We continue to be told that inflation is minimal, but that is not the case. Inflation still exists, but it affects things most of us aren't purchasing. This is the first year in five that good crop and grazing land hasn't gone up significantly. Most of us aren't buying farmland, but all of us are dependent upon what that land produces, and very much counting on someone to work the land. The harvest is looking shaky this year, not in the amount, but in the price. In much of the cropland, the weather has been optimal, but a big harvest may actually bring the price down, while farmers and ranchers have not yet recovered from the years of drought. Shemitah hasn't even been figured into the equation.
The following is a quote from an article written in 2011, entitled, "High Costs Make it Hard to Grow Young Farmers."
"[Some people are] sitting in New York [and] saying, 'Well, I don't know, I've never even been to Nebraska, but by golly, I'm going to buy some Nebraska land,' " Goss says. "And you have these groups coming together ... that are buying farmland [and] driving up farmland prices to prices we've not seen before."
Goss says even though the Federal Reserve is keeping interest rates low for the next few years, banks simply aren't lending to high-risk first-time farmers. FULL STORY
Young men with degrees in agriculture can't afford machinery and land. The equipment required to farm is in the hundreds of thousands and good farmland is selling between $5,000 and $10,000 and acre. Even at the low figure, a small farm, 160 acres is upward toward a million dollars and that's not enough ground to produce crops to pay for the equipment needed, much less turn a profit. Most farming households in America have one spouse that works away from the farm. Some farmers, and there really aren't many farmers left; have inherited their land and rent additional land for crops or pasture, while their spouse works in town. The numbers look big on paper, but the genuine profit is marginal.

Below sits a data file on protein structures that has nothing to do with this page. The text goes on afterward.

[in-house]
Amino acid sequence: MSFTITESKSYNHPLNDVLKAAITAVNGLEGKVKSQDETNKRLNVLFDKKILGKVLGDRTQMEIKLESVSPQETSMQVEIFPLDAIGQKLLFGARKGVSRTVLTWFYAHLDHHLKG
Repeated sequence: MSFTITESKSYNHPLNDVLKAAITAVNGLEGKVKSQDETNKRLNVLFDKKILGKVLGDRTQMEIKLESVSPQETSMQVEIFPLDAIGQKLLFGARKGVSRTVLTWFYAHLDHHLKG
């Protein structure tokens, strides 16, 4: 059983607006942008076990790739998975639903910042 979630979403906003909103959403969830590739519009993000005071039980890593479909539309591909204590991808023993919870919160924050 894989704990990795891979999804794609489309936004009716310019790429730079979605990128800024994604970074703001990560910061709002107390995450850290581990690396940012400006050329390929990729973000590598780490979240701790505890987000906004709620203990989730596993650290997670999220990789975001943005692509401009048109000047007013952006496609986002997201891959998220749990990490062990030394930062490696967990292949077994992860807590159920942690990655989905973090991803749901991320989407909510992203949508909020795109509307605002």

The cost of farmland and machinery, of course affects the cost of groceries, but for some reason the economic reports do not consider these most basic variables into the equation regarding inflation. To be honest, when I began researching this subject, I expected to find some seriously concrete figures and statistics, but there really aren't any. Basically, the farmer invests hundreds of thousands of dollars on the hope that he'll make enough to meet his operating expenses and stay in business another year. Most of the young folks interested in agriculture are already eyeing a deal with Monsanto. The average age of a farmer working the land is 56 years old, and many of their sons do not intend to follow in their father's footsteps. Much of American farmland that is operated by independents, is mortgaged or leased.
Farming and ranching is now heading into bigger and bigger operations and we already know, only the big corporations can afford that kind of outlay of investment. When a farmer can't meet operating expenses, the banks foreclose and that independent operation ultimately becomes just another holding of a conglomerate. Meanwhile, the food supply becomes more centralized and controlled. The real cost of inflation is slavery!
Why should we die before your eyes, both we and our land? Buy us and our land
for bread, and we and our land will be servants to Pharaoh. Give us seed, that
we may live, and not die, and that the land won`t be desolate." Torah of Holy Scripture
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